Friday, February 26, 2021

Falling Off a Cliff

First, the scaremongering video. Anybody who was invested in these companies would soil their Underoos watching this.

That's...well, that's bad. Right?

Of course, they go on to explain that's only telling part of the story. Measuring everything from 2010 is ignoring the fact that 2010 was a peak for camera sales after years of explosive growth. 

In 2000, digital cameras were weird and clunky things still. The Mavica I bought in 2001 recorded 1024x768 images on floppy discs. It was discontinued merchandise at Wally World, already obsolete only two years after being released with a thousand dollar MSRP. 

Ten years later, a thousand bucks would buy a Canon 60D, which is still a recognizably modern DSLR, capable of recording eighteen megapixel images; that means that unless your screen resolution is set to 5184x3456, which I'm betting it's not, you're not going to see the whole image onscreen at once*.

The stretch of time from 2000 to 2010 was a decade of explosive, crazy, Moore's Law-esque growth in the digital camera world, and it kept people on the upgrade treadmill pretty effectively. Camera makers relentlessly searched for niche markets of customers needing a way to record images, and tried to fill every little one of them. Look at how many different camera models Nikon alone introduced in 2010, from DPreview:

And that was a middlin' busy year for Nikon intros. Look how thinly they were slicing that market! There's even a camera in there with a built-in projector.

This is one of those scenarios where, with the benefit of 20/20 (or 20/21, as the case may be) hindsight, you wonder "Why did nobody look around and think 'There's no way this can last. Eventually everybody's gonna have a camera that makes them happy.'"

Which is, of course, what happened. 

It happened because 2010 is also about the time that sales of smartphones with actual usable cameras really took off and now pretty much everyone does have a camera that makes them happy, only it's part of their phone and therefore not counted by CIPA, the camera industry's trade organization. The NSSF should thank their lucky stars that smartphones don't come chambered in 9mm.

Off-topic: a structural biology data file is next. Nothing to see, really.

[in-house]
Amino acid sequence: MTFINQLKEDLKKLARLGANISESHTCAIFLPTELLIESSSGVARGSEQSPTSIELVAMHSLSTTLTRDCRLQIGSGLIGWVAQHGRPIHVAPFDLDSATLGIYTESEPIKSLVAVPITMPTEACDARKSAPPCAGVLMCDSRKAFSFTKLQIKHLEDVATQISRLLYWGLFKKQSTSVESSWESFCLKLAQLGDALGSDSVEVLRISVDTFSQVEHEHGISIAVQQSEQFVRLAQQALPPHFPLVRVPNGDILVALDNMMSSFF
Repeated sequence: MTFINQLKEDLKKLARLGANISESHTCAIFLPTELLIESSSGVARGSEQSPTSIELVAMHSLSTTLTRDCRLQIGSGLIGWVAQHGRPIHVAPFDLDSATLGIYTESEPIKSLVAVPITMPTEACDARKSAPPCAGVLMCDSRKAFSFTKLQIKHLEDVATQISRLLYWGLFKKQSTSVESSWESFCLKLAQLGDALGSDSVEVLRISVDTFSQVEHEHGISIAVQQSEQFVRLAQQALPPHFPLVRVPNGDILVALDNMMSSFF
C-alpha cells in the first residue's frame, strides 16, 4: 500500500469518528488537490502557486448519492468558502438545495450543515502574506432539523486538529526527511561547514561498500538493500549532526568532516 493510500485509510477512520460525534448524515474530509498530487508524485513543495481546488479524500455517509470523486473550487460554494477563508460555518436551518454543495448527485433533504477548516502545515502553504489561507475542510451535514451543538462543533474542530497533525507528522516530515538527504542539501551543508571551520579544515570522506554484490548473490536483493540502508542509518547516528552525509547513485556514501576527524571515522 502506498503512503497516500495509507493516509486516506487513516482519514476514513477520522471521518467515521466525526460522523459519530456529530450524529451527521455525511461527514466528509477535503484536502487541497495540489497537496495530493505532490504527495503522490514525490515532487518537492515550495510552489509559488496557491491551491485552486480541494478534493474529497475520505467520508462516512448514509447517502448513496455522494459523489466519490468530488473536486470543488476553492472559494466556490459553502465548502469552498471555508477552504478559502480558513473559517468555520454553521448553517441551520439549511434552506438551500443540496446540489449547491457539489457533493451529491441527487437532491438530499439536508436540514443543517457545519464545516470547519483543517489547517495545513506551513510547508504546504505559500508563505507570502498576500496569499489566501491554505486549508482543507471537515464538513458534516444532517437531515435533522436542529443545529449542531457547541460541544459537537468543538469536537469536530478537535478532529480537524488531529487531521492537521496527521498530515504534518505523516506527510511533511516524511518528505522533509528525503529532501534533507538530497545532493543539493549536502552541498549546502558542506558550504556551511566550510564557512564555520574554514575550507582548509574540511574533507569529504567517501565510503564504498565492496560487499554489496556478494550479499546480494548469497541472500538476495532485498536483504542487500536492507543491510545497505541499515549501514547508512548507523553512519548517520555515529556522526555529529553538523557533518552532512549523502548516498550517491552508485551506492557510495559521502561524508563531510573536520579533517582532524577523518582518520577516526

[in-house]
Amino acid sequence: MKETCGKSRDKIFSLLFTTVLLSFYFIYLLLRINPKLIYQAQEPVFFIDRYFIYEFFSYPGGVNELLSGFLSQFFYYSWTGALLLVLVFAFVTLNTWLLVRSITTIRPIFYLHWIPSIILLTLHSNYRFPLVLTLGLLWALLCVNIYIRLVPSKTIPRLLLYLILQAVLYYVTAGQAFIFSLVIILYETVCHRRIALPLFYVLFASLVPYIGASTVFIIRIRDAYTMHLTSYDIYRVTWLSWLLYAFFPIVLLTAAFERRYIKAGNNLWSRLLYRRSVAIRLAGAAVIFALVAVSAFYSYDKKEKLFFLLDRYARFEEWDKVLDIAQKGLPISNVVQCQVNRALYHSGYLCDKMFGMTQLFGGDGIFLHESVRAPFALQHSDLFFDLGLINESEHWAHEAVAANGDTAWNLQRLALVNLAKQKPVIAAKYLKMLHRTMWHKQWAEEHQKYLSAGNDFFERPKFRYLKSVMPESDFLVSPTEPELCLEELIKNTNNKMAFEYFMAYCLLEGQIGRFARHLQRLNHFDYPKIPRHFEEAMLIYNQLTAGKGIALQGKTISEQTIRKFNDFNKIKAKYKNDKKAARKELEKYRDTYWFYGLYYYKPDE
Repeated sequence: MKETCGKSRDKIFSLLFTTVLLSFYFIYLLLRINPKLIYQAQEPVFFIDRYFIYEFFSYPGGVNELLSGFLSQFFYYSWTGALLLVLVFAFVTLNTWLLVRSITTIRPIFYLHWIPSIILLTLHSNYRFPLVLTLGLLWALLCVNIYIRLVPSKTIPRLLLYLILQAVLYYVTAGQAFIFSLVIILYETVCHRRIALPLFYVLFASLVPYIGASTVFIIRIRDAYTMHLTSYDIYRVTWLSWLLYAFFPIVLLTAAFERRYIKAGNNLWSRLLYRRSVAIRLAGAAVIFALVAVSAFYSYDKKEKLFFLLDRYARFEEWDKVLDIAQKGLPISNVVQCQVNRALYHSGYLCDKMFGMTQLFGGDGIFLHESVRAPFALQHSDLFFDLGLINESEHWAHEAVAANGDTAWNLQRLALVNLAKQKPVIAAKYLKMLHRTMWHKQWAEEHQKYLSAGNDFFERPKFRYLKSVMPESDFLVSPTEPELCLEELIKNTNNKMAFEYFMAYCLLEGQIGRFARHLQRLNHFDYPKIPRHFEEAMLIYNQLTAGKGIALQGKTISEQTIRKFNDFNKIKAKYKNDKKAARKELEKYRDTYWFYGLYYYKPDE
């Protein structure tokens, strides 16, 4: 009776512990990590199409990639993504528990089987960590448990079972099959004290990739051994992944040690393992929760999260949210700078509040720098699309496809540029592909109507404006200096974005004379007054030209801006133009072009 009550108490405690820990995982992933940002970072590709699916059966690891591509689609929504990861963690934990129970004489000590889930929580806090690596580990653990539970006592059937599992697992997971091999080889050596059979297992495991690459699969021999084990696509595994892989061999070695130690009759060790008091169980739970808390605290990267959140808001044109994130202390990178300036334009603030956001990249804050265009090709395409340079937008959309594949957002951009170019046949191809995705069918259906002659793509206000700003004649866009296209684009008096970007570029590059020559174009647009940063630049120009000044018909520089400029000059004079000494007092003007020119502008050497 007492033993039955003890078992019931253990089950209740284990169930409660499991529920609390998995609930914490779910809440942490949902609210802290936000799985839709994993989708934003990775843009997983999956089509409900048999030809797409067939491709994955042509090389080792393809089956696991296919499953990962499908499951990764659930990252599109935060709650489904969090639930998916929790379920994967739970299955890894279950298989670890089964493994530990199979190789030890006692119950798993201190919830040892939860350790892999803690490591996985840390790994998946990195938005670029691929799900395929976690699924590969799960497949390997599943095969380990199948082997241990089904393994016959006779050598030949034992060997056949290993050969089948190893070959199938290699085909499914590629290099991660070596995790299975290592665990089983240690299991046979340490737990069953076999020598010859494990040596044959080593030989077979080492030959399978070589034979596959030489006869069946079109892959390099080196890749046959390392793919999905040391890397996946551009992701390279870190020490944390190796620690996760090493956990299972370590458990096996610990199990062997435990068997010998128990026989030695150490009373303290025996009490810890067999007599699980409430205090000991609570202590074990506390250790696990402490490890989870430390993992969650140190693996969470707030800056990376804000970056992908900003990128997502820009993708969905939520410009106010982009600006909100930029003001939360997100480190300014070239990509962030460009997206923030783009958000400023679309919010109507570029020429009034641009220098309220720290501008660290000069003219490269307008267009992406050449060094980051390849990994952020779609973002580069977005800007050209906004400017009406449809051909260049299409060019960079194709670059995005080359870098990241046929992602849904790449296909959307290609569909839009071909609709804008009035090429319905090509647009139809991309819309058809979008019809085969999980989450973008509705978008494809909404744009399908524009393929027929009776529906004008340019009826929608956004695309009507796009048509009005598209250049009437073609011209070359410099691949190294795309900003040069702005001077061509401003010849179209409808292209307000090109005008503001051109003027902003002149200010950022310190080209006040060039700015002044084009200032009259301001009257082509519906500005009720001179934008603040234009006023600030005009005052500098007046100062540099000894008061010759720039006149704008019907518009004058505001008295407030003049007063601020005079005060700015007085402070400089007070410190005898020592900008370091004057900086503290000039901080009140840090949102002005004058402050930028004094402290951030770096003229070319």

I know that even with its feeble (by modern standards) 3.2MP rear camera, my first smartphone dramatically increased the number of photos shared on the blog. Meanwhile, by the time I bought my first DSLRs in 2013, the market was about to enter free fall. In a way, I helped, since I bought a used Rebel XTi, deciding that a camera that was a couple generations out of date was still plenty adequate for my modest needs.

Over at The Online Photographer, Mike has a philosophical take on it, suggesting it might be more of a return to normal from a bubble.
"As far as "our end of the market" goes, I'm concerned, yes, but not panicked. We had a lot of good choices back in the '80s when I went to art school, and we have a lot of good choices now. There were 5.2 million DSLR and mirrorless ILCs sold in 2020. If you compare that to the top end of the market in 1985 when I graduated from the Corcoran School of Art with a degree in photography—setting aside all those point-and-shoots—well, I don't know for sure, but I'll bet the players at that time would be plenty impressed with that figure. Yes, I was sad we lost Olympus; but consider that, thanks to Andreas Kaufmann, Leica survived to thrive in the digital era, which looked pretty darned unlikely at times during the transition. I would have bet against it. And Panasonic was definitely not a player when I came up. Fuji was mainly a film manufacturer. Lose some, win some."

*...and ten years after that, a thousand bucks gets you Canon's full-frame mirrorless EOS RP, which sports a 6240x4160 resolution. The curve is leveling out, though, and the dwindling market means it will probably continue to do so.